A new family of optical fibers, largely in the research stage, relies on internal microstructures to control the propagation of light in ways impossible with conventional fibers. These are often called photonic fibers, but also have been called “microstructured” or “holey” fibers because their internal structures typically have holes running along their length.
Figure below shows how microstructured fibers are made. Hollow glass tubes and solid rods are stacked together with the desired proportions and enclosed in an outer tube. In the design shown, a single solid rod is at the center of the array. Then the glass is fused together and drawn into a fiber. Careful processing produces finished fiber with fine holes running along its length.
Microstructured fibers developed from the phenomenon of the photonic bandgap, which arises in materials with internal structures that make it impossible for light to propagate at certain wavelengths. In that sense, the photonic bandgap is analogous to the electronic bandgap, a range of energy levels that electrons can’t occupy in semiconductors.
Semiconductor bandgaps are used to confine electrons; photonic bandgaps are used to confine the path of light.
The two basic components of a microstructured fiber are a glass matrix and holes containing air (or some other gas or liquid). The relative packing and size of the holes and glass can range from nearly solid glass with a few tiny holes that act as flaws to a thin lattice of glass spread through a volume that is largely air. Specialists divide microstructured fibers into two broad classes, depending on whether the light is confined in a central solid area or within a central hole.
Photonic crystal fibers, like the one shown in Figure above, have a solid core surrounded by a layer containing holes running the length of the fiber. The central solid region is a defect in a sense, because it lacks the holes present in the surrounding microstructure. The microstructured zone is a photonic bandgap material with anaverage refractive index lower than that of the solid core. That makes photonic crystal fibers act somewhat like a conventional solid fiber, with a high-index core surrounded by a lower index cladding. However, the light guiding of the structure depends on the size and spacing of the holes, which determine the effective refractive index of the holey cladding layer.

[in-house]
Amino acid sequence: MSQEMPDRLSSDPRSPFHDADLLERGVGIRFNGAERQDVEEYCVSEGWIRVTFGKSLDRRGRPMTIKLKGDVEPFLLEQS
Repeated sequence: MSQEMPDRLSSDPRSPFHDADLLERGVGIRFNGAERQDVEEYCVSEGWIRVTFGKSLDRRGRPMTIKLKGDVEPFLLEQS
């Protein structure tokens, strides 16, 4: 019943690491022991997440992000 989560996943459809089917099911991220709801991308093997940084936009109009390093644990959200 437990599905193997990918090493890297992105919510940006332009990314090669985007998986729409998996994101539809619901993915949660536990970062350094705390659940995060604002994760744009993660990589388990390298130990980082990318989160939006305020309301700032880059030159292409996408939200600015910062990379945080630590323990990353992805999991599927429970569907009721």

9 Photonic bandgap fibers have a hollow core surrounded by a photonic bandgap cladding, which reflects all light at certain wavelengths. In this way, it guides light through the air-filled core, which has a lower refractive index than the surrounding material. Such light guiding is impossible in conventional fibers because the refractiveindex of air is lower than that of any conventional solid, so these fibers can only be described in terms of photonic bandgaps.
These types of fibers can be designed to have properties impossible in standard fibers.
Photonic crystal fibers with a large fraction of the cladding filled with air and small features can confine light in effective mode areas as small as one square micrometer, which is useful for producing nonlinear effects. Large-holed microstructures also can produce high waveguide dispersion for use in dispersion compensation or shifting.
Other photonic crystal structures can confine light in a larger core than otherwise possible, reducing nonlinear effects.
Photonic bandgap fibers have received less attention because they are a more recent development, but they offer other possibilities. Guiding light in air should allow very low attenuation and reduce nonlinear effects. It also could allow light transmission at wavelengths where no usable transparent solids are available. Because the photonic bandgap effect is wavelength-dependent, such fibers would guide some wavelengths but not others.